Big Data analytics represents a big opportunity. Many large businesses are exploring the analytics capabilities to parse web-based data sources and extract value from the social media. However, an even larger opportunity, the Internet of Things (IOT) is emerging as a data source. Cisco Systems Inc. estimates[3] that there are approximately 35 billion electronic devices that can connect to the Internet. As a matter of fact any electronic device can be connected to the Internet, and even automakers are building Internet connectivity into vehicles. “Connected” cars will become commonplace by 2012 and generate millions of transient data streams.

The big data market (comprising of technology and services) is on the verge of a rapid growth in tune of $50 billion mark worldwide within the next five years. As of early 2012, the big data market stands at just over $5 billion based on related software, hardware, and services revenue. Increased interest in and awareness of the power of big data and related analytic capabilities to gain competitive advantage and to improve operational efficiencies, coupled with developments in the technologies and services that make big data a practical reality, will result in a super-charged CAGR(Compound annual growth rate) of 58% between now and 2017. Of the current market, big data pure-play vendors account for $310 million in revenue. Despite their relatively small percentage of current overall revenue (approximately 5%), vendors such as Vertica, Splunk and Cloudera are responsible for the vast majority of new innovations and modern approaches to data management and analytics that have emerged over the last several years and made big data the hottest sector in IT. Wikibon considers big data pure-plays as those independent hardware, software, or services vendors whose big data-related revenue accounts for 50% or more of total revenue.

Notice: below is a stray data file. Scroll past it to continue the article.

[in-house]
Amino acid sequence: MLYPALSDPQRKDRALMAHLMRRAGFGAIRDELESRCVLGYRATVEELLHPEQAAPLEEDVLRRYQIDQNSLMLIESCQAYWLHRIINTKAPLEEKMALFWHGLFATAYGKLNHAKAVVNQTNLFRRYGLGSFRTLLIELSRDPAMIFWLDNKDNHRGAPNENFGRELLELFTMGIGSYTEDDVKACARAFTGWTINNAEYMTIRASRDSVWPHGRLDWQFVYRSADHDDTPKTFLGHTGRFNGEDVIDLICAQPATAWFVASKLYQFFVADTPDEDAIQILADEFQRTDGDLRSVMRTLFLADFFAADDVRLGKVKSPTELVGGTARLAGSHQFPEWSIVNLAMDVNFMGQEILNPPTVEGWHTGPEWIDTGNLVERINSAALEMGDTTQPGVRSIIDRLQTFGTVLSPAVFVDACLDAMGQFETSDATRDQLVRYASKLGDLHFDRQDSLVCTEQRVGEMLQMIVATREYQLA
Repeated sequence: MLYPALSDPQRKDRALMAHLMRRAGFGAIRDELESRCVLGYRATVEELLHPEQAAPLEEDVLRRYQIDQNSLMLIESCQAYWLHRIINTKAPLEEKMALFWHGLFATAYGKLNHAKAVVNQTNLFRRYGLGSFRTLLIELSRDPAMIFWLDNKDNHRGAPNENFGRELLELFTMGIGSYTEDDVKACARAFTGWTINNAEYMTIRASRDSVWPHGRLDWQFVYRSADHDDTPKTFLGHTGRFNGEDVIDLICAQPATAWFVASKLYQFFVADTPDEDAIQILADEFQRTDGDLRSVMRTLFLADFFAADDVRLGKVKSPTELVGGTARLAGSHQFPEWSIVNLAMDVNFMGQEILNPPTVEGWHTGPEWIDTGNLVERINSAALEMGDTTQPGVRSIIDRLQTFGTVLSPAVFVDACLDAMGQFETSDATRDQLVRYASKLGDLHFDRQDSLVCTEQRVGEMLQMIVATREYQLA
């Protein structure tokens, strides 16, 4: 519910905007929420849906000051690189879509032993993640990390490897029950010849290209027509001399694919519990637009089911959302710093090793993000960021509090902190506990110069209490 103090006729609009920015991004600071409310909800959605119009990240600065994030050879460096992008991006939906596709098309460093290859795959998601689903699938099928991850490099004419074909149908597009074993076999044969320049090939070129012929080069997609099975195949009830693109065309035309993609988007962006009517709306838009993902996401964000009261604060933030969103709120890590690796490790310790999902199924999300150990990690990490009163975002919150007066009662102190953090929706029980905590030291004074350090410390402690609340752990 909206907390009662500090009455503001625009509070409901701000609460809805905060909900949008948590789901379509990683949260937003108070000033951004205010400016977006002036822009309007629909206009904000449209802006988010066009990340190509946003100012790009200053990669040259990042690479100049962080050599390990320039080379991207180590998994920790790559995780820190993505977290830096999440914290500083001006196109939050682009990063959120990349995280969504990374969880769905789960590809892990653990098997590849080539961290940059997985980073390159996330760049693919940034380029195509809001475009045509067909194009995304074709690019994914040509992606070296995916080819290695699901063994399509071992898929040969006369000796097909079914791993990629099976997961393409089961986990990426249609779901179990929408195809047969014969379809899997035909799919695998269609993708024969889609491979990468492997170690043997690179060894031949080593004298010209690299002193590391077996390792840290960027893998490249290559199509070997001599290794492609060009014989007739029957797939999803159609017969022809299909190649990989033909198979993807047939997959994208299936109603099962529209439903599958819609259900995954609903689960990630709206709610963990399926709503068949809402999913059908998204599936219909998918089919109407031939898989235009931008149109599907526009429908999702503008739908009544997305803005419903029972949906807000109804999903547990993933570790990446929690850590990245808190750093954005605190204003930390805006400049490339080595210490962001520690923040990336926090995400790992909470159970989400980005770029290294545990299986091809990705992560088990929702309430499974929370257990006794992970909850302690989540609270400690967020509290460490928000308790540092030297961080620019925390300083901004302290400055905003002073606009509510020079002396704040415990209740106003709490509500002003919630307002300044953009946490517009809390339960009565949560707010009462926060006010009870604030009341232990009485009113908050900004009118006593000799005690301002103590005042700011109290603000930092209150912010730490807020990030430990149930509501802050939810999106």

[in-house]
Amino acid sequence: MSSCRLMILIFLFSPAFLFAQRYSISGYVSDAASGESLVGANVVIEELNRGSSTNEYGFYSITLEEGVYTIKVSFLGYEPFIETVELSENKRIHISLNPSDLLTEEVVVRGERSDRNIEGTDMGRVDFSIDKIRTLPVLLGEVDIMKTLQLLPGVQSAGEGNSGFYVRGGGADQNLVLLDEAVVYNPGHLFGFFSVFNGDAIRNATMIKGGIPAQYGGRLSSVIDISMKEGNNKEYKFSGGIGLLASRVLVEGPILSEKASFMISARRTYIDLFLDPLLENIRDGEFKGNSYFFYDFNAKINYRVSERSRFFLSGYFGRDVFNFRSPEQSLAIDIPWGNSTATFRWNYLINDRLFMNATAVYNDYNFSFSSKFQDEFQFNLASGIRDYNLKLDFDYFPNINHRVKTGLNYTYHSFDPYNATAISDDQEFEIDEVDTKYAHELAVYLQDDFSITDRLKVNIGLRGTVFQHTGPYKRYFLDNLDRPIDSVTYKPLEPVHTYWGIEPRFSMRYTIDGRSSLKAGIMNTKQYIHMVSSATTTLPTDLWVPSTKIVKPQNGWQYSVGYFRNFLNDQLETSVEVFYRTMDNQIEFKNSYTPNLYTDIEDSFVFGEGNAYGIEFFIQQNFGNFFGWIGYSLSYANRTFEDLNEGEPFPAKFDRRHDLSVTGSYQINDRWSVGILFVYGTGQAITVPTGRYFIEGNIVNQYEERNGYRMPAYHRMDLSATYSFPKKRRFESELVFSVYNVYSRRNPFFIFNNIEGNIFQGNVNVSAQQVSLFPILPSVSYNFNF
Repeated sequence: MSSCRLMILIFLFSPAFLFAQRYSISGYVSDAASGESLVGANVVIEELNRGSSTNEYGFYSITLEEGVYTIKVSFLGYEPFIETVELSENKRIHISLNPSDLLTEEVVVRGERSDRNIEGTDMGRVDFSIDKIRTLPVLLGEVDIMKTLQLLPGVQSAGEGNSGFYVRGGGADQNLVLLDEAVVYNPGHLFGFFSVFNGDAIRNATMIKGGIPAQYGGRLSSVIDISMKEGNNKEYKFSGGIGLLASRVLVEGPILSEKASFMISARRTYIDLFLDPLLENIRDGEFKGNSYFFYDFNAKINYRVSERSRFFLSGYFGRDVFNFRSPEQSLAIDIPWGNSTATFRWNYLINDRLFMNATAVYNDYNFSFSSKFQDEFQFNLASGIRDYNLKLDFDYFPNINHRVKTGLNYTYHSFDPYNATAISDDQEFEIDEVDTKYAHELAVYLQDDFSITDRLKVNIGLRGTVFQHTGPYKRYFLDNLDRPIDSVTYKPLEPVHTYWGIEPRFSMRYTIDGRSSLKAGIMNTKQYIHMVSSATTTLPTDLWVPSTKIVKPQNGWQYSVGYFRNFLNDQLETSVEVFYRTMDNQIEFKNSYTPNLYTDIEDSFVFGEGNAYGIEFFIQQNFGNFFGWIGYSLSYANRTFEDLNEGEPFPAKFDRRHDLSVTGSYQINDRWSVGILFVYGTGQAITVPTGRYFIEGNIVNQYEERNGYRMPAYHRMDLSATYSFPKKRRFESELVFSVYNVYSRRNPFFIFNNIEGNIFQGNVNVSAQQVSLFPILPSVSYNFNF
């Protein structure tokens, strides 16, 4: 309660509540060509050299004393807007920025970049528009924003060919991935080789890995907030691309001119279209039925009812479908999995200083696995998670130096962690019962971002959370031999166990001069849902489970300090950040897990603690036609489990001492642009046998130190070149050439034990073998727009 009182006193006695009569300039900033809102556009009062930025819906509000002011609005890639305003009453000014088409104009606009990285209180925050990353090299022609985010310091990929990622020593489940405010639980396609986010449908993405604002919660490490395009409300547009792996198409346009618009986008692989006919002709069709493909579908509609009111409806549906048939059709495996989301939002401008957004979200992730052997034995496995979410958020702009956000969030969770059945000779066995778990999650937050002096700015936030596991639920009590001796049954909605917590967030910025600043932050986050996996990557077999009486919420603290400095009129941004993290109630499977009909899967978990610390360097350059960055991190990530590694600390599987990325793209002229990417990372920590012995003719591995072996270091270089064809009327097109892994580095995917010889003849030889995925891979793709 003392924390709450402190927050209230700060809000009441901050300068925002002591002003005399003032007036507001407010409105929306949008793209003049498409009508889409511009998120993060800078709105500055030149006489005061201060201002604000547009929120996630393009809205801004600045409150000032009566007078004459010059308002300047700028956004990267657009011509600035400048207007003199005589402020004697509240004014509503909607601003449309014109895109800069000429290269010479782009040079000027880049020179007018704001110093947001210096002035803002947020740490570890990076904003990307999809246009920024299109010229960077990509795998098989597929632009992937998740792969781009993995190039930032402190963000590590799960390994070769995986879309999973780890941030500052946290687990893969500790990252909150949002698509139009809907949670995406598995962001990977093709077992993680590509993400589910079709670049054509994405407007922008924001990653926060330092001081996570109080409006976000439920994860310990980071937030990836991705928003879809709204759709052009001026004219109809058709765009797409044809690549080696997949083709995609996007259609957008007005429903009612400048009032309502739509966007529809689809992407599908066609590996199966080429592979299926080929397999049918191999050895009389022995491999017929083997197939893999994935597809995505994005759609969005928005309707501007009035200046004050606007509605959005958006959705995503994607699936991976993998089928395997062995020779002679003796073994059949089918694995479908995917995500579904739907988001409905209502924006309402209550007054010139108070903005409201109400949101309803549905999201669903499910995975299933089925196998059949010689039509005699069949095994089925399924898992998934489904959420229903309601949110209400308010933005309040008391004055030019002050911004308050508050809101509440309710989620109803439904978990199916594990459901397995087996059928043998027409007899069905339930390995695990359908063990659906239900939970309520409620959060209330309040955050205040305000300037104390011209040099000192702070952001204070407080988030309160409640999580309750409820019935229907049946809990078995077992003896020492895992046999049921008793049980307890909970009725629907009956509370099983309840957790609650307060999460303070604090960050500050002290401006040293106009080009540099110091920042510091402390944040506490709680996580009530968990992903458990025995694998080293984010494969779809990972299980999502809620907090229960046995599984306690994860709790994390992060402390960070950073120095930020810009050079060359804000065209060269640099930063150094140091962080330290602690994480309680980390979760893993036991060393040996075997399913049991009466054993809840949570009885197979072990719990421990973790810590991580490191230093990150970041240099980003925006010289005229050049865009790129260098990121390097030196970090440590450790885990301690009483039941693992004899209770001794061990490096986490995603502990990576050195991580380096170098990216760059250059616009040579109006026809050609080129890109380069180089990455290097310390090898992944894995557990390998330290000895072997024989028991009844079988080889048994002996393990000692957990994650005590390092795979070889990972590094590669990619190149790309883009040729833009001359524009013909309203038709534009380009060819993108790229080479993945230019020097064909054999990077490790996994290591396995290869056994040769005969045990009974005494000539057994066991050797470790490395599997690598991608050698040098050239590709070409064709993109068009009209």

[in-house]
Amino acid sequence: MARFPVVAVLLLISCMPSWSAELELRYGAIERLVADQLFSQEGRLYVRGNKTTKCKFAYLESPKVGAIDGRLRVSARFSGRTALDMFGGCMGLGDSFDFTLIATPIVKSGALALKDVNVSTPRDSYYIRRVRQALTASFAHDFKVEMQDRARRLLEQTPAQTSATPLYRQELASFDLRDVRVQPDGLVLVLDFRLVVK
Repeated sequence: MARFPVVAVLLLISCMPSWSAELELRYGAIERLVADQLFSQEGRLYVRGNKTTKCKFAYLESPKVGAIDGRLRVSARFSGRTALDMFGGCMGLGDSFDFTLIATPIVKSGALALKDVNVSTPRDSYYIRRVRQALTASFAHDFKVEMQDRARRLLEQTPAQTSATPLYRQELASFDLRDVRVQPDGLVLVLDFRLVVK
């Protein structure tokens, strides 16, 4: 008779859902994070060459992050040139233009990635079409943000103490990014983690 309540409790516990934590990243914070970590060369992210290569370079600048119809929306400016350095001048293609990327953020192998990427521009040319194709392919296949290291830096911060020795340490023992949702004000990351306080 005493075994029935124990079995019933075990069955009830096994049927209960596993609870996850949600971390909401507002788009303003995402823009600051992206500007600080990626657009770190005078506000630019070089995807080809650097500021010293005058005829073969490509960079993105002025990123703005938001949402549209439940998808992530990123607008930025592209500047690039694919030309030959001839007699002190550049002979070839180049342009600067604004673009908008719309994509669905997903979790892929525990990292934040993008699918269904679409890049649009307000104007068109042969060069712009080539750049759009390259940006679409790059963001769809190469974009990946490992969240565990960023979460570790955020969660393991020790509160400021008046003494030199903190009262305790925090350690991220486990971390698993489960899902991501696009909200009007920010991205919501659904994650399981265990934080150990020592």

The big data market includes technologies, tools, and services designed to address these opportunities. These include Hadoop distributions, software, projects and related hardware. Next-generation data warehouses and related hardware, Data integration tools and platforms as applied to big data; Big data analytic platforms, applications, and data visualization tools;

 

Pure-plays Vendors Delivering Big Data Innovation

The most impactful innovations in the big data market are coming from the numerous pure-play vendors that own just a small share of the overall market. Hadoop distributions Cloudera and Hortonworks are significant contributors to the Apache Hadoop project that is significantly improving the open source big data framework’s performance capabilities and enterprise-readiness. Cloudera, for example, contributes significantly to Apache HBase, the Hadoop-based non-relational database that allows for low-latency, quick lookups.

Hortonworks engineers are working on a next-generation MapReduce architecture that promises to increase the maximum Hadoop cluster size beyond its current practical limitation of 4,000 nodes. MapR takes a more proprietary approach to Hadoop, supplementing HDFS  (Hadoop Distributed File System) with its API-compatible Direct Access NFS in its enterprise Hadoop distribution, adding significant performance capabilities. Next Generation vendors such as Vertica, Greenplum, and Aster Data are redefining the traditional enterprise data warehouse market with massively parallel, columnar analytic databases that deliver lightening fast data loading and real-time analytic capabilities.

The latest iteration of the Vertica Analytic Platform, Vertica 5.0, for example, includes new elastic capabilities to easily expand or contract deployments and many in-database analytic functions.

Big Data Analytics Platforms and Applications 

Hadoop based platforms: Few Niche vendors are developing applications and platforms that leverage the underlying Hadoop infrastructure to provide both data scientists and business users with easy-to use tools for experimenting with big data. These include Datameer [5], which has developed a Hadoop based business intelligence platform with a familiar spreadsheet like interface, Karmasphere[6], whose platform allows data scientists to perform ad hoc queries on Hadoop-based data via a SQL interface; and Digital Reasoning[7], whose Synthesis platform sits on top of Hadoop to analyze text-based communication.